The attendance at our daily Mundelein Seminary on Labor Day weekend was sparse. Many of the students had gone home while others were on a special tour of Chicago churches. The celebrant and preacher for the Sunday Mass was Fr. Robert Schoenstene, our veteran Old Testament professor. Fr. Schoenstene offered the best interpretation I’ve ever heard of a particularly puzzling parable of the Lord, and I wanted to make sure his reading got a wider audience.
The parable in question is the one concerning the rich man who gives talents to three of his servants and then sets out on a journey [Matt 25:14-30]. Upon his return, he assesses the situation and discovers that the servant to whom he had given five talents had invested them fruitfully and that the servant to whom he had given three talents had done the same. But he finds, to his chagrin, that the slave to whom he had entrusted one talent had simply buried the wealth and had garnered neither gain nor interest. Angered, he orders that the one talent be taken from the timid servant and given to the servant who had invested most boldly.
And then comes the devastating moral lesson: “For to everyone who has, more will be given and he will grow rich; but from the one who has not, even what he has will be taken away.”
The standard reading of this story—on display in thousands of sermons and fervorinos—is that the talents symbolize gifts and abilities that God has given to us and that he expects us to “spend” generously or “invest” wisely. This interpretation is supported by the fairly accidental relationship that obtains between “talent” in the ancient Biblical sense of the term and “talent” in ordinary English today. Fr. Schoenstene specified that a talent in ancient times was a measure of something particularly weighty, usually silver or gold. A single talent might represent as much as 50 pounds of precious metal and, as such, was not something that one carried around in one’s pocket. We might make a comparison between a talent and a unit of gold kept at Fort Knox, or an ingot of silver preserved in a safe deposit box.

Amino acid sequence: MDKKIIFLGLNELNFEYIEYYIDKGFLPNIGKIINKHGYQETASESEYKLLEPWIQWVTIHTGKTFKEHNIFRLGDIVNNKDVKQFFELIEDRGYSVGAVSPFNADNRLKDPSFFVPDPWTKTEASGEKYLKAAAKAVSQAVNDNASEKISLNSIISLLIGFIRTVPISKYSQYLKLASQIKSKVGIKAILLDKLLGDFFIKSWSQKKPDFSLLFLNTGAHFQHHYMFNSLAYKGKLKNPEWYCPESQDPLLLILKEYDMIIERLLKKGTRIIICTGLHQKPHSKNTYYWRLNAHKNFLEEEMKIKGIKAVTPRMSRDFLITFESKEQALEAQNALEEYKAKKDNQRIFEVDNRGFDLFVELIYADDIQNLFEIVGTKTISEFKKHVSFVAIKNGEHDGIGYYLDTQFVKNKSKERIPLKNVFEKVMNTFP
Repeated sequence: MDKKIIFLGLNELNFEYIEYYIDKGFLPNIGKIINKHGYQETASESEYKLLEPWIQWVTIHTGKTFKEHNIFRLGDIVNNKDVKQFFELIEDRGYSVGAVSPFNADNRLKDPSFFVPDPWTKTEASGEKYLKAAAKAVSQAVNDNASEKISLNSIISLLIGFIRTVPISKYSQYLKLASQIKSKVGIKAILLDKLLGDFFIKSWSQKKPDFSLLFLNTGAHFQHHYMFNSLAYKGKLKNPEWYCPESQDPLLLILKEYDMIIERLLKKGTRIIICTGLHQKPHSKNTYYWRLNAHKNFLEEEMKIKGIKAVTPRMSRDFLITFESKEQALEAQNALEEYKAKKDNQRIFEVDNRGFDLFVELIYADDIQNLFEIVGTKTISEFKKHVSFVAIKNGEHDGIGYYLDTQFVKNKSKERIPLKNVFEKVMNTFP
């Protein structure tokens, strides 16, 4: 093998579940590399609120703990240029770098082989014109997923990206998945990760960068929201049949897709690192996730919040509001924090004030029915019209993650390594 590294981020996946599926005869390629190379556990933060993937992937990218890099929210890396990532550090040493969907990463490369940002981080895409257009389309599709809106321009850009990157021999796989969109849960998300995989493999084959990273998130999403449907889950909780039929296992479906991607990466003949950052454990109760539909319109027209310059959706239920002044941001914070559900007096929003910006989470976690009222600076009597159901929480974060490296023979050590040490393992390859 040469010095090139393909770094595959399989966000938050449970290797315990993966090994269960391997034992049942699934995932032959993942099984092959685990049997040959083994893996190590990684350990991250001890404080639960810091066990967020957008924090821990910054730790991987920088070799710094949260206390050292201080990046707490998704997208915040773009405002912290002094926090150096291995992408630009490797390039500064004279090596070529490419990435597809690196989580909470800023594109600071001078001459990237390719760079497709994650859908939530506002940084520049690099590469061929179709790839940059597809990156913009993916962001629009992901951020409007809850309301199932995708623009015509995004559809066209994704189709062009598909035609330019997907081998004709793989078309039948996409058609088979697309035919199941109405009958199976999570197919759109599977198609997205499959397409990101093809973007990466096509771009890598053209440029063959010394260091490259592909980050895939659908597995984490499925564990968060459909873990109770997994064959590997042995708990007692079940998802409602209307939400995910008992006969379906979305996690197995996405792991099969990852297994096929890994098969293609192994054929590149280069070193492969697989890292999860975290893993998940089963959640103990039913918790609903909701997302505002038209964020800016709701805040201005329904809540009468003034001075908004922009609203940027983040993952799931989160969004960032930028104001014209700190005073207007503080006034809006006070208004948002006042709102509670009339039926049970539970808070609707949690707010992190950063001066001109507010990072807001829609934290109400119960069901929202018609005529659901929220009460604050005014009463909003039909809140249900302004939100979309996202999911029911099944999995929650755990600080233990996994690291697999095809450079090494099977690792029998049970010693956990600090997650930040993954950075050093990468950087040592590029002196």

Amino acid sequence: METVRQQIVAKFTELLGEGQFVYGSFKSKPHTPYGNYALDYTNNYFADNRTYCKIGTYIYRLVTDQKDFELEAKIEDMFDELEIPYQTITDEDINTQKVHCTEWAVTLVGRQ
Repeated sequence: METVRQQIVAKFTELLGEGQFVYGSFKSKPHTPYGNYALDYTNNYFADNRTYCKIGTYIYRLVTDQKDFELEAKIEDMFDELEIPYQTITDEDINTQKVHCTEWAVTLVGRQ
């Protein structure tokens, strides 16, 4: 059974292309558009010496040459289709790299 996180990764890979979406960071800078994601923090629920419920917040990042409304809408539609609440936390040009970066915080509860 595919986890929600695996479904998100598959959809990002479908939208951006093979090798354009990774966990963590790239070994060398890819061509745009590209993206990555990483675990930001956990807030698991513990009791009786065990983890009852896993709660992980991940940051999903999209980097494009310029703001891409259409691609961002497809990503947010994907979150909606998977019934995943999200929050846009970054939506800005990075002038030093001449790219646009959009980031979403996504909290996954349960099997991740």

What the contemporary reader will likely miss, and what the ancient Jewish reader would have caught immediately, is the connection to heaviness: a talent was weighty, and five talents was massively heavy. Heaviness would have brought to mind the heaviest weight of all, which was the kabod of Yahweh. That term was rendered in Greek as doxa and in Latin as gloria, both of which carry the connotation of luminosity, but the basic sense of the Hebrew word is heaviness, gravitas.
And this kabod Yahweh was to be found in the Jerusalem Temple, resting upon the mercy seat within the Holy of Holies. Therefore, what was heaviest (most glorious) of all was the mercy of God, which abided in infinite, inexhaustible abundance in the Holy Temple.
In light of these clarifications, we can read Jesus’ parable with fresh eyes. The talents given to the three servants are not so much monetary gifts or personal capacities; they are a share in the mercy of God, a participation in the weightiness of the divine love. But since mercy is always directed to the other, these “talents” are designed to be shared. In point of fact, they will increase precisely in the measure that they are given away.
The problem with the timid servant who buried his talent is not that he was an ineffective venture capitalist but that he fundamentally misunderstood the nature of what he had been given. The divine mercy—received as a pure gift—is meant to be given to others as a pure gift. Buried in the ground, that is to say, hugged tightly to oneself as one’s own possession, such a talent necessarily evanesces. And this is why the master’s seemingly harsh words should not be read as the punishment of an angry God but as an expression of spiritual physics: the divine mercy will grow in you only inasmuch as you give it to others. To “have” the kabod Yahweh is precisely not to have it in the ordinary sense of the term.